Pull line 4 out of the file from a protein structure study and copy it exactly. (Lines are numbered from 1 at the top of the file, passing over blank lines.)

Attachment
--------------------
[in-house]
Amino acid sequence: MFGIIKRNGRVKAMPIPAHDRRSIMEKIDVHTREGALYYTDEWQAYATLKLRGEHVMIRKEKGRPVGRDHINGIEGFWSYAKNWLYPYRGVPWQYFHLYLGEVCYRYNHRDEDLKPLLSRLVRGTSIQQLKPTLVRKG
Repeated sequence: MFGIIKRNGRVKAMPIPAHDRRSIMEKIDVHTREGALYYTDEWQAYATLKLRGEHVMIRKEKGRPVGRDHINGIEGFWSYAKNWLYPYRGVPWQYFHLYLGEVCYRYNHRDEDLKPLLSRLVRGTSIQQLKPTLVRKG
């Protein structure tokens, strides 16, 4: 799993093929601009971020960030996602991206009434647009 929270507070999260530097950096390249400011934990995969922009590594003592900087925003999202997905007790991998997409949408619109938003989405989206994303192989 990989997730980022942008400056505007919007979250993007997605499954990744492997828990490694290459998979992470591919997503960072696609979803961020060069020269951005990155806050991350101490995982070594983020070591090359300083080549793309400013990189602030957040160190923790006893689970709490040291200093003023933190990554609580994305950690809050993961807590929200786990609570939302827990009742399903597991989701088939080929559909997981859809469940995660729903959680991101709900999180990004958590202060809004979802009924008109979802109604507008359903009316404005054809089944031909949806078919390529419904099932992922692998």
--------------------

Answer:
């Protein structure tokens, strides 16, 4: 799993093929601009971020960030996602991206009434647009 929270507070999260530097950096390249400011934990995969922009590594003592900087925003999202997905007790991998997409949408619109938003989405989206994303192989 990989997730980022942008400056505007919007979250993007997605499954990744492997828990490694290459998979992470591919997503960072696609979803961020060069020269951005990155806050991350101490995982070594983020070591090359300083080549793309400013990189602030957040160190923790006893689970709490040291200093003023933190990554609580994305950690809050993961807590929200786990609570939302827990009742399903597991989701088939080929559909997981859809469940995660729903959680991101709900999180990004958590202060809004979802009924008109979802109604507008359903009316404005054809089944031909949806078919390529419904099932992922692998």